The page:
A few years back there was a common understanding among oil and gas analysts that if oil prices fell below the $60 mark it would strangulate the shale oil industry. Back then, the break-even price for shale oil production was around $70/barrel. Today, the ground reality has proved to be markedly different. Assuredly, oil production in the US has soared from 8.45 million barrels per day to 9.1 million barrels per day, about the same as what Saudi Arabia produced in February. What happened? Did shale extraction become cheaper in a matter of months? In a way, yes, fracking has become less expensive thanks to automation and innovation. American ingenuity does not simply give up - oil producers have not remained entirely idle during the 2015-2016 period of depressed oil prices. Instead they went back to the drawing board to cut costs and are now back with a vengeance. That's right, shale producers have learnt to walk the tightrope managing productivity while saving costs.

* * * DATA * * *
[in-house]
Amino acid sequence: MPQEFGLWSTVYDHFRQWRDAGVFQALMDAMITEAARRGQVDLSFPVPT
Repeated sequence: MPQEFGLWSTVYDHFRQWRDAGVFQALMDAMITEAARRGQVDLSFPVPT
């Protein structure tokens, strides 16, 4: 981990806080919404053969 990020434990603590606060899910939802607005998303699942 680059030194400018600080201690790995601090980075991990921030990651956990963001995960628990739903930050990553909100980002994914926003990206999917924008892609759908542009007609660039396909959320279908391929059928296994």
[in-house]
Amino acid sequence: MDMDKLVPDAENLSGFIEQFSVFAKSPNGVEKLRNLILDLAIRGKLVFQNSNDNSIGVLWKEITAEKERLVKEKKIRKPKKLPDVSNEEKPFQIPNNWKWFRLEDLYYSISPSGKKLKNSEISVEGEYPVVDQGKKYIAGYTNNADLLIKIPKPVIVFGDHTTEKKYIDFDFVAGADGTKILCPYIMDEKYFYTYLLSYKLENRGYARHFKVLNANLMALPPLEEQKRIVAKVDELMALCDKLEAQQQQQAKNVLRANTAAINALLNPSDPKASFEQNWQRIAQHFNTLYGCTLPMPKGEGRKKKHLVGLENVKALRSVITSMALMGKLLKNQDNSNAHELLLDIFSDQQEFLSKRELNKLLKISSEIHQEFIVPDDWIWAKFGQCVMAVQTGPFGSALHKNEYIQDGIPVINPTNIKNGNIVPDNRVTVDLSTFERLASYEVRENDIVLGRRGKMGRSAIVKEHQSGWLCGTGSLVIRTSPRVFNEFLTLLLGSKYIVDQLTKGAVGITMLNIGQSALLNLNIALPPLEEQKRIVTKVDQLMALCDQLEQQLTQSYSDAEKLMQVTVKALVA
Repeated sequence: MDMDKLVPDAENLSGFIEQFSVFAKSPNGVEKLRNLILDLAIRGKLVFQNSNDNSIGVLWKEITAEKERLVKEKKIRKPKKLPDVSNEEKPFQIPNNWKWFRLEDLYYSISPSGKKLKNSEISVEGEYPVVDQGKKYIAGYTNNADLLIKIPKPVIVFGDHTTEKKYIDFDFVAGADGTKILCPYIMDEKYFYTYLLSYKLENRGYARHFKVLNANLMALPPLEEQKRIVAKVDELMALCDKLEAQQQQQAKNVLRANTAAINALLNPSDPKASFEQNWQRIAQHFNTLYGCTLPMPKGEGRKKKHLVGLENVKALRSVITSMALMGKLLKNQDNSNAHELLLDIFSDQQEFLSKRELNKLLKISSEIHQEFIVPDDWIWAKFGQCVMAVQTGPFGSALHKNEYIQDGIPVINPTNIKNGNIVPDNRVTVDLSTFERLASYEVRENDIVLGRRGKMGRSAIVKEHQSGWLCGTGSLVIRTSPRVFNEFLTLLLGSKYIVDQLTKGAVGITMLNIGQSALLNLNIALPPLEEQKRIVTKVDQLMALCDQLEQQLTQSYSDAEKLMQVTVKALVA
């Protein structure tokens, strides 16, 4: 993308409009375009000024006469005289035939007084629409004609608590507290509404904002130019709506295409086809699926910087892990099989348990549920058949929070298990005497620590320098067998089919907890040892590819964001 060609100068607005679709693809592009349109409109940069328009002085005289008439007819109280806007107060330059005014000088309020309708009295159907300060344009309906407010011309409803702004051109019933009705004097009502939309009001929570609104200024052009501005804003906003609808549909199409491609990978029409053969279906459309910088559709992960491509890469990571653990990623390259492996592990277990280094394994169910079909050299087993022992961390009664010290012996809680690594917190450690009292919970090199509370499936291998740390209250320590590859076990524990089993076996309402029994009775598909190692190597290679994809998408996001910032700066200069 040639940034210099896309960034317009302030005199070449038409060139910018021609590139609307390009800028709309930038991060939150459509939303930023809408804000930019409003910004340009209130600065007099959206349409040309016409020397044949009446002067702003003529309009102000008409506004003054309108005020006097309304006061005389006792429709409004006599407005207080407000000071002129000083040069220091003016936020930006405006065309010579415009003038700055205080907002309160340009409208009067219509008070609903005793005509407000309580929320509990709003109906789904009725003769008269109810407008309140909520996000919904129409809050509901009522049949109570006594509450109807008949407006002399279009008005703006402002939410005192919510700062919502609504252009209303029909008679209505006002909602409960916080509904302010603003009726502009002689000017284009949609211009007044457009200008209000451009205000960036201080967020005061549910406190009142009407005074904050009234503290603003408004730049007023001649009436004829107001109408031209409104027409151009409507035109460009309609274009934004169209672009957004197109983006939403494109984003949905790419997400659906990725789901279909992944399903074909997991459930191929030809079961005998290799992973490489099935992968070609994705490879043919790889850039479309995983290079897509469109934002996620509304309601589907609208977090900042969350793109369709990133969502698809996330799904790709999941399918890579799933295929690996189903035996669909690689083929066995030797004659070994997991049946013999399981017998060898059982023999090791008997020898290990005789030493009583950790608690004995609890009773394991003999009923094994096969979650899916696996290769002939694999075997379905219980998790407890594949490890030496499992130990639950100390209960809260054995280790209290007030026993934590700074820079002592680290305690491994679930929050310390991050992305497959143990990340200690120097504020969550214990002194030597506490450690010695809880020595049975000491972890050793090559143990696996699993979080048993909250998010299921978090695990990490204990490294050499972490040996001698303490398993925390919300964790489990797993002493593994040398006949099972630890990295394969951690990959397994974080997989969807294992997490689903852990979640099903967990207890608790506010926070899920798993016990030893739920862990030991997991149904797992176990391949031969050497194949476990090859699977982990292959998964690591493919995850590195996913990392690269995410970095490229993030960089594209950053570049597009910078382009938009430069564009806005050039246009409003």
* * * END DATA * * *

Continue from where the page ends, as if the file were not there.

We are confident in our forecast that domestic oil production is set to climb given current oil prices. Oil production will break the high of the seventies very soon. Indeed, the number of rigs in the US has been a sort of marker for the times to come. The US rig count increased with an addition of 21 rigs, taking the number to 789 rigs, according to Baker Hughes. Coming to the nitty-gritties, oil rig count stood at 631 with an increase of 14 rigs, while the natural gas rig count was at 157 with a rise of six rigs, as on March 17. The rise in rig count is for a 9th straight week. In other words, rig counts have withstood the volatility in oil prices.
Syrian air strikes
The US recently launched cruise missiles against Syrian government bases. Officially, the stated motive was a reaction to the chemical attack on Syrians by President Assad forces. What's the real story?
Let's keep in mind that there is the proposed Qatar-Turkey Pipeline to duct natural gas from Qatar's South Pars field, the world's largest Natural Gas Field, to Europe. The plan was jointly supported by Qatar, Saudi Arabia, the US and Europe. Strategically it would have helped Europe avert Russia's plan to corner its gas supplies. However Qatar's pipeline would have to transit through Syria. But president Assad, backed by Russia, could not host in Syria a pipeline competing with Russia's monopoly on European supplies. Assad became a threat to Qatar's and Saudi Arabia's European ambitions. And so Gulf states - as they usually do - funneled Islamic fighter into Syria starting in 2014 to overthrow Assad. Thus the bloody Syrian civil war was born.